How it works

CEHL is a unique model that can incorporate social housing in a wider housing programme – effectively a “co-operative of co-operatives”.  The 111 separate rental housing co-operatives that form its members are supported by CEHL with asset management, finance and administrative support.  This means that CEHL combines the best of both worlds – being responsive and accountable to the needs of individuals and local communities while providing the collective support and financial backing of a substantial and professional public service mutual.  It also enables CEHL to respect the independence of individual co-operatives to make decisions which affect their co-operatives and actively engage them in decision making at both the strategy and operations level.


The housing owned by CEHL is many and diverse – it includes single dwelling housing for people of low incomes to include mixed housing tenure and multi-level developments.

Tenants come from all walks of life – including families, single parents, retirees, cultural and linguistically diverse groups and people with a disability.  They take an active role in managing the day-to-day operations of the co-operative10. The inherent pathway to skills and employment leads to mixed incomes in the program so that it does not just focus on people with the highest need and lowest incomes.

The CEHL model differs to public and community housing, in that CEHL and its co-operative members actively engages and empowers members to take an active role in the management of their houses, developing their skills, self-esteem and sense of community16. This in turn creates benefits in terms of employment, well-being and financial sustainability6

“We provide people with affordable housing, which means they have security of tenure and can participate in their communities. We don’t own our houses individually. Instead we’re providing stewardship for life13.”

Stephen Nash, Managing Director, CEHL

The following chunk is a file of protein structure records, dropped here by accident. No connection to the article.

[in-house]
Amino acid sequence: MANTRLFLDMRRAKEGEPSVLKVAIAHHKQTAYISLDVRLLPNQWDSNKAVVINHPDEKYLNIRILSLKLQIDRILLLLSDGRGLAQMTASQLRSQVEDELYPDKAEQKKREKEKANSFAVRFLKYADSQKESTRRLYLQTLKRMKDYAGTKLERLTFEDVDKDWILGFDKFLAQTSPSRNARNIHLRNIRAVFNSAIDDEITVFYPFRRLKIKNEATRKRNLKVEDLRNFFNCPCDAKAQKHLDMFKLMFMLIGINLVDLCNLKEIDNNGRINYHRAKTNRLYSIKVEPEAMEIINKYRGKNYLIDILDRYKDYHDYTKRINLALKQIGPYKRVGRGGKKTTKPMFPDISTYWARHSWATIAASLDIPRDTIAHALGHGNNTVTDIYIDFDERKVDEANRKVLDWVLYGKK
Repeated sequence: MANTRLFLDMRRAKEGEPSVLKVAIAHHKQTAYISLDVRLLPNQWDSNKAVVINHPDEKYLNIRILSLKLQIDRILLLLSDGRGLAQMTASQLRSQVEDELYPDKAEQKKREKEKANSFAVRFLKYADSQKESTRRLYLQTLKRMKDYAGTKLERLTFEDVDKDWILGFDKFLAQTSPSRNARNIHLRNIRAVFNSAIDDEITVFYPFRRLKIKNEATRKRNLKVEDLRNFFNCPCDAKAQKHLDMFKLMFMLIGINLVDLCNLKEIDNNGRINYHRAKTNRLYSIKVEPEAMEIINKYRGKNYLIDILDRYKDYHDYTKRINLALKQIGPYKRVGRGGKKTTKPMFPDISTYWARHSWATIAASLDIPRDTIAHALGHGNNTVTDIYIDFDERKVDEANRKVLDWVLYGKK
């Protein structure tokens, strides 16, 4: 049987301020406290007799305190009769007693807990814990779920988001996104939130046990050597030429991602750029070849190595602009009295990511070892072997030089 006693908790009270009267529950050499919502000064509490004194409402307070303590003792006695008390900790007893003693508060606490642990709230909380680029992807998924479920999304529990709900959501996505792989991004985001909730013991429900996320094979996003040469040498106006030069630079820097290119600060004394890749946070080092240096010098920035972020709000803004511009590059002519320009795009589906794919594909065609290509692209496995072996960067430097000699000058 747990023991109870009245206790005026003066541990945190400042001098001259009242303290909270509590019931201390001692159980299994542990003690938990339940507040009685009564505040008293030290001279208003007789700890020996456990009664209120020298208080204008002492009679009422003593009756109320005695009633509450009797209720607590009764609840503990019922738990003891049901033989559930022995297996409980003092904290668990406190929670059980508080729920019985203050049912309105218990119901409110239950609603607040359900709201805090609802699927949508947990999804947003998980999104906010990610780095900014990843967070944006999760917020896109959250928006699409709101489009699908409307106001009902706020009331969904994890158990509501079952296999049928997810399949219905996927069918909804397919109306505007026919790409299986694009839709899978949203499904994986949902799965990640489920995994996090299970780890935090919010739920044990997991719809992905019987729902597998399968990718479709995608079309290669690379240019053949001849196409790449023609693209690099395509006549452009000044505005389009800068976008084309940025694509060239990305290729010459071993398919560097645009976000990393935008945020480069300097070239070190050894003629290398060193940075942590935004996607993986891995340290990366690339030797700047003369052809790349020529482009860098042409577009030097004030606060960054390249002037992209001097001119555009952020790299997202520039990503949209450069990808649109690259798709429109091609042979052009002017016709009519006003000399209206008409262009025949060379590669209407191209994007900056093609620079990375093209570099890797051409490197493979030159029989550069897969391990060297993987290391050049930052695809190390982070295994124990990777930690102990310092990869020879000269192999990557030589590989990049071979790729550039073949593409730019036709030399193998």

How the CEHL housing co-operatives work

There a wide spectrum of possible co-operative housing models, which all fundamentally involve tenant members in the governance of their housing.  There are currently two co-operative models operating within the CEHL programme:

  • Common Equity Rental Housing Co-operative – CERC
  • Community Managed Co-operative – CMC model

All properties are owned by CEHL. The two co-operative models differ in the management of tenancy, finance and maintenance.

The Common Equity Rental Housing Co-operative Programme (CERC) is the main co-operative model at CEHL. The CERC is the landlord and manages the properties. The tenant members have responsibilities for key operational tasks including:

  • financial administration, including paying rates, paying for insurance on properties, CERC administration costs and a levy to CEHL to cover finance and programme costs;
  • collecting rent and following up any rent arrears;
  • arranging house maintenance and manage funds for future replacement of items such as carpets and hot water services;
  • selecting new tenant members;
  • submitting quarterly financial reports to CEHL and keeping all associated records;
  • most CERCs elect a treasurer, rents officer and finance committee to manage the day to day financial affairs.

In this model CEHL is responsible for:

  • asset management;
  • property upgrades;
  • training and resourcing of the co-operatives;
  • negotiating and servicing of loans;
  • programme administration; and
  • ensuring programme directives are met including reporting and compliance requirements.

“One-by-one we rotate. Over time with guidance and help the junior Board member becomes the senior”

Ambalavanar, Tamil Senior Citizens CERC (Common Equity Housing Limited 2014).

The Community Managed Co-operative (CMC) Model

The CMC model provides opportunity for a medium level of participation in the running of the co-operative.  The CMCs do not act as landlords however they still have considerable say in day to day issues including:

  • receives their own administration budget and may accumulate funds or obtain grants for special projects;
  • prioritisation of maintenance;
  • selecting new tenants;
  • CMCs usually elect a treasurer who takes responsibility for managing bills, records and reports.

CEHL manages:

  • collecting rent and following up any rent arrears;
  • all property and tenancy expenses.

CEHL provides co-operative support co-coordinators who assist with:

  • financial administration completing BAS  returns, maintaining financial records and preparing for the annual audit;